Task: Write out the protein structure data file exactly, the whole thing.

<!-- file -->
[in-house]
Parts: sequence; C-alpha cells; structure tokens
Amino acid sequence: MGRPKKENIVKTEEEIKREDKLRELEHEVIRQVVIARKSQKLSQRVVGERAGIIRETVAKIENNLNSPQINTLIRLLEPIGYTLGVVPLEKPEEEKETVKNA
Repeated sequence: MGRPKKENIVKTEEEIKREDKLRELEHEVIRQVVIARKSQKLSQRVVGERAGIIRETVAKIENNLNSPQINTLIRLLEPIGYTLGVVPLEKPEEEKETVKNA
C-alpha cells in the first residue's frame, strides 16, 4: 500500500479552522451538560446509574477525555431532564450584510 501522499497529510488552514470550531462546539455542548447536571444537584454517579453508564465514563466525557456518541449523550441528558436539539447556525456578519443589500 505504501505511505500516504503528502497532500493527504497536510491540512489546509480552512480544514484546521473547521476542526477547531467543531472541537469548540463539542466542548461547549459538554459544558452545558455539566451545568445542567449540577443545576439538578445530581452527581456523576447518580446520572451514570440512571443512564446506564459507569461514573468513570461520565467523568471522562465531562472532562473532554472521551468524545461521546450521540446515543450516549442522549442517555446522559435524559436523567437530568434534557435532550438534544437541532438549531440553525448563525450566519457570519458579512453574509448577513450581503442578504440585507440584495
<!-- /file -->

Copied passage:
[in-house]
Parts: sequence; C-alpha cells; structure tokens
Amino acid sequence: MGRPKKENIVKTEEEIKREDKLRELEHEVIRQVVIARKSQKLSQRVVGERAGIIRETVAKIENNLNSPQINTLIRLLEPIGYTLGVVPLEKPEEEKETVKNA
Repeated sequence: MGRPKKENIVKTEEEIKREDKLRELEHEVIRQVVIARKSQKLSQRVVGERAGIIRETVAKIENNLNSPQINTLIRLLEPIGYTLGVVPLEKPEEEKETVKNA
C-alpha cells in the first residue's frame, strides 16, 4: 500500500479552522451538560446509574477525555431532564450584510 501522499497529510488552514470550531462546539455542548447536571444537584454517579453508564465514563466525557456518541449523550441528558436539539447556525456578519443589500 505504501505511505500516504503528502497532500493527504497536510491540512489546509480552512480544514484546521473547521476542526477547531467543531472541537469548540463539542466542548461547549459538554459544558452545558455539566451545568445542567449540577443545576439538578445530581452527581456523576447518580446520572451514570440512571443512564446506564459507569461514573468513570461520565467523568471522562465531562472532562473532554472521551468524545461521546450521540446515543450516549442522549442517555446522559435524559436523567437530568434534557435532550438534544437541532438549531440553525448563525450566519457570519458579512453574509448577513450581503442578504440585507440584495